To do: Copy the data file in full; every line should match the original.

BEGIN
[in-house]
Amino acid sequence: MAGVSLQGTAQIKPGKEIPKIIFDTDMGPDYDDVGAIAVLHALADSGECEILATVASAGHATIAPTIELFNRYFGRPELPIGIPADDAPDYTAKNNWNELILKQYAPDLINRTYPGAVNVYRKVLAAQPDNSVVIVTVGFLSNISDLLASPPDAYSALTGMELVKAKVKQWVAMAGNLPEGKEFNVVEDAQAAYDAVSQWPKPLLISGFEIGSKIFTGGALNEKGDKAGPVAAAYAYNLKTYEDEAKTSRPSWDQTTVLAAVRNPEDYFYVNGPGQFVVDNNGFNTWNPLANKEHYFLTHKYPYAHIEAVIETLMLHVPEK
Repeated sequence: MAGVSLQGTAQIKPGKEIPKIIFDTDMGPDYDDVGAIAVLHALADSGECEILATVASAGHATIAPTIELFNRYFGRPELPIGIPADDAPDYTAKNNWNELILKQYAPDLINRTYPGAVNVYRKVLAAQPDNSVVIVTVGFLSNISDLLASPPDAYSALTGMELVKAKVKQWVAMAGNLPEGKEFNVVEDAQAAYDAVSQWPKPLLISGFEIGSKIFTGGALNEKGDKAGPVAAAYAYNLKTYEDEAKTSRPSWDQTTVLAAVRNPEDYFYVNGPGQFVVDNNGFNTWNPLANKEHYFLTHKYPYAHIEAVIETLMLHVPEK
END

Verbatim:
[in-house]
Amino acid sequence: MAGVSLQGTAQIKPGKEIPKIIFDTDMGPDYDDVGAIAVLHALADSGECEILATVASAGHATIAPTIELFNRYFGRPELPIGIPADDAPDYTAKNNWNELILKQYAPDLINRTYPGAVNVYRKVLAAQPDNSVVIVTVGFLSNISDLLASPPDAYSALTGMELVKAKVKQWVAMAGNLPEGKEFNVVEDAQAAYDAVSQWPKPLLISGFEIGSKIFTGGALNEKGDKAGPVAAAYAYNLKTYEDEAKTSRPSWDQTTVLAAVRNPEDYFYVNGPGQFVVDNNGFNTWNPLANKEHYFLTHKYPYAHIEAVIETLMLHVPEK
Repeated sequence: MAGVSLQGTAQIKPGKEIPKIIFDTDMGPDYDDVGAIAVLHALADSGECEILATVASAGHATIAPTIELFNRYFGRPELPIGIPADDAPDYTAKNNWNELILKQYAPDLINRTYPGAVNVYRKVLAAQPDNSVVIVTVGFLSNISDLLASPPDAYSALTGMELVKAKVKQWVAMAGNLPEGKEFNVVEDAQAAYDAVSQWPKPLLISGFEIGSKIFTGGALNEKGDKAGPVAAAYAYNLKTYEDEAKTSRPSWDQTTVLAAVRNPEDYFYVNGPGQFVVDNNGFNTWNPLANKEHYFLTHKYPYAHIEAVIETLMLHVPEK